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A Tense Problem

Mark Thoma begins with a hilarious typo, but eventually gets to the Quote of the Decade (if not century) from Alan Blinder:

If we economists stubbornly insist on chanting ‘free trade is good for you’ to people who know that it is not, we will quickly become irrelevant to the public debate.

As Rusty can (and will, at length) tell you, the thing that is wrong with that sentence is the tense. We have had free trade agreements for decades, China has had MFN status since the 1990s, and permanently since 2000. The pieces of the former Soviet Union, including the current oligarchy that is called Russia, have had that status since 1992. NAFTA, including its abhorrent Chapter 11, has been in force since 1994.

There has been a generation that has lived under “free trade.” While an economist might successfully argue that the overall social benefit has been great—millions of Chinese parents become estranged from their children to make a better life, as it were—the retraining, redevelopment and all of the other assumptions economists make about ameliorating the transition to a new economy have been eschewed.

The example of Boeing (h/t Felix) bodes large: the valuable work was outsourced, the menial work was kept (or spun off into bankruptcy), and the new “higher-value” jobs and opportunities that were expected by idiots economists never materialized, replaced instead by growing income inequality and the retraining money lined the pockets of the CEOs who produced (to borrow a phrase used by the brilliant McGarrysGhost on Twitter) “failure masquerading as vision.”

And any microeconomist worth his paycheck can tell you that increasing inequality leads to suboptimal production.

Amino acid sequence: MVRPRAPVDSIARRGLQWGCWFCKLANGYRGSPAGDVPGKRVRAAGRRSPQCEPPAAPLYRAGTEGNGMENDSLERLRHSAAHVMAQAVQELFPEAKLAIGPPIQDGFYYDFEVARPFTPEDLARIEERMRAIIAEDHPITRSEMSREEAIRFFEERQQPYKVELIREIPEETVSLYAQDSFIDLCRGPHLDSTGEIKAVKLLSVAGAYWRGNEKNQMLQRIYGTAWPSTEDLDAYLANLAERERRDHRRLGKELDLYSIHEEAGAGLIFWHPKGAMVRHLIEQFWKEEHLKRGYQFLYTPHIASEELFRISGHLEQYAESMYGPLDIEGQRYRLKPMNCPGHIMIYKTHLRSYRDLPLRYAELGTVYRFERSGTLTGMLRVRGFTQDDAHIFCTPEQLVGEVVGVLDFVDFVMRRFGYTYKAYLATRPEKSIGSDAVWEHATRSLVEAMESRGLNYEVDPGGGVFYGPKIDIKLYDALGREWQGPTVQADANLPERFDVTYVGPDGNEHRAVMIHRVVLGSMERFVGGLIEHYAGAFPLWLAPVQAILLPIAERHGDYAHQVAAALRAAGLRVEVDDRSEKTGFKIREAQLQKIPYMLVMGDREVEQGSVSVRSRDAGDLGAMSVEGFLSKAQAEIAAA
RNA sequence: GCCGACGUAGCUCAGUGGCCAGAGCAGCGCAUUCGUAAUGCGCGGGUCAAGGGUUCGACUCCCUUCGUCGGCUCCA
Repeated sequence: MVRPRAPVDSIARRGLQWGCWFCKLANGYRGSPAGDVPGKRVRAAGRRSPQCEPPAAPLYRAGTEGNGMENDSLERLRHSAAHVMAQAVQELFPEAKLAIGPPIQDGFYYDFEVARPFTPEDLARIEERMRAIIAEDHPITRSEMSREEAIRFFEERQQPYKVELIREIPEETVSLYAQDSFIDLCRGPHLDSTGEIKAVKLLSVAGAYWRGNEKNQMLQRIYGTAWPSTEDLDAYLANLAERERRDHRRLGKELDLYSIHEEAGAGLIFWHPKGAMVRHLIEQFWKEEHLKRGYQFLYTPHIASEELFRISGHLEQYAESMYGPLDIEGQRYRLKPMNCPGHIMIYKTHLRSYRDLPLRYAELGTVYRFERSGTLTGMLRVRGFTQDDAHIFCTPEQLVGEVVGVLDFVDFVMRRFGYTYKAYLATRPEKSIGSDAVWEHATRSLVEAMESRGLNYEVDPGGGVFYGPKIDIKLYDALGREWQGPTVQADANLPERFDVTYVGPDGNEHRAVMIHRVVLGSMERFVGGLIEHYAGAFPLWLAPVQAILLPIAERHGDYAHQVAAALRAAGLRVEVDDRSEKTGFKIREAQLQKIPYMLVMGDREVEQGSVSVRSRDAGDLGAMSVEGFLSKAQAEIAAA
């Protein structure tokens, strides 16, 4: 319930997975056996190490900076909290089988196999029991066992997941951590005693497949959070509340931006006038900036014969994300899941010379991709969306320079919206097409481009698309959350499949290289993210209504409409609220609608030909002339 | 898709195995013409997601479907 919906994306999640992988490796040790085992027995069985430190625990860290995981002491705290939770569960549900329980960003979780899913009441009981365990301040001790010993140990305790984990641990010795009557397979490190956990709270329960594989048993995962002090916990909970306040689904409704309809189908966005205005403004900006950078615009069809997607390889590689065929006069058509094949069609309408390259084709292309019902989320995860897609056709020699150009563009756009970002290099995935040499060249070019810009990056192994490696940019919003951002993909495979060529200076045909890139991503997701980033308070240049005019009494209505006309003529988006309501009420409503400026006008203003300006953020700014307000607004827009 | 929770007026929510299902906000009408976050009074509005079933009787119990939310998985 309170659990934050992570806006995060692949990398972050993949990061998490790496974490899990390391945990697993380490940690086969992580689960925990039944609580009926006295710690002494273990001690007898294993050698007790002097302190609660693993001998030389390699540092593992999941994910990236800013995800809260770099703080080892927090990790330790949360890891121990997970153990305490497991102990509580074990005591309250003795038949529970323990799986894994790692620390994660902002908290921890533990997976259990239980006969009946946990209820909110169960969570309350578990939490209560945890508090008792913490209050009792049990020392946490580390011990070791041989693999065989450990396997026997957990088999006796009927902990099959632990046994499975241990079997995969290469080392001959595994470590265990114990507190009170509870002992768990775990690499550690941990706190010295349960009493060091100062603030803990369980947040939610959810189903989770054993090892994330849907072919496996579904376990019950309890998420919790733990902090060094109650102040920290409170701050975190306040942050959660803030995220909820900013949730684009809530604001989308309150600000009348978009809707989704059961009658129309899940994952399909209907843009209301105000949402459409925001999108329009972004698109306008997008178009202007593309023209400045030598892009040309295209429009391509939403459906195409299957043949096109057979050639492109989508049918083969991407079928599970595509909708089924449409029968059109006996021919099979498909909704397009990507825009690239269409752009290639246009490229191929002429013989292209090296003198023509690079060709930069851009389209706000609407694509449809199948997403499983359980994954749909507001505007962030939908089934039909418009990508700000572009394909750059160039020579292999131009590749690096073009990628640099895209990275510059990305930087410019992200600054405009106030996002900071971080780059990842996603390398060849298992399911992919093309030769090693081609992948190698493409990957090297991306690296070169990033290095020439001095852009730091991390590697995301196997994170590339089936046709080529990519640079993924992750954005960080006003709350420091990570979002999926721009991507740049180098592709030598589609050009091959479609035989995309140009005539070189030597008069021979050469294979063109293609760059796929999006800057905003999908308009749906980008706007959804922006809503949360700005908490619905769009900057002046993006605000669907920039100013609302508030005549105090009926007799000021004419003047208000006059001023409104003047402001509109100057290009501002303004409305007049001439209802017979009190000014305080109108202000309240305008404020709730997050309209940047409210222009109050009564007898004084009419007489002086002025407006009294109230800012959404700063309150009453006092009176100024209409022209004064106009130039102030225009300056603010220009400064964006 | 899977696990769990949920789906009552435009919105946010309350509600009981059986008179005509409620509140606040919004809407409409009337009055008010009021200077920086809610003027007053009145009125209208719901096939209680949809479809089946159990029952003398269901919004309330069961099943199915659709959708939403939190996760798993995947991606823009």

Blinder is wrong in only one thing: the tense he uses indicates that the results are still, somehow, in doubt. The ability of Chinese peasants to eat a bit more is nice, but the externalities—poisoned toothpaste, dog food,* defective tires—make it rather impossible to claim that the “advantages of free trade” have trickled down in any way except as a ureotelic (mp3 link).**

The first thing we were told by our veterinarian about the new puppy is that we need to make certain that any food she eats was made in either Canada or the United States. Fortunately, pet food—unlike its human equivalent—is required to be labeled with origin information.

**You better believe I’m doing The Snoopy Dance on having discovered this site, which saves me from trying to find a way to transfer my old cassette to a usable format. But that’s fodder for Skippy, not here.

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One Less Blog to Answer: No More "Girl Economist"

Between deadlines and strange website blockages, I missed this yesterday. Via Steve Randy Waldman (whose “Interfludity” is blocked) and Mark Thoma (whose isn’t) comes Really Bad News:

To all Maxine Udall Girl Economist Readers: It is with great sadness that we bring you the news that Dr. Alison Snow Jones, aka Maxine Udall, Girl Economist, passed away suddenly on Monday, January 17, 2011. “What Price Microfinance” was her last post.

She was in her early- to mid-50s, estimating by her c.v..

Go read what you missed, and what we will all miss going forward. UPDATE: For instance, this post, which is both (1) the only valuable thing ever to be sourced to treating a David Brooks column as if it were rational and (2) a much more generous reflection on economics that the data currently appears to warrant (until you realise the math/model that will be required to reach the goal).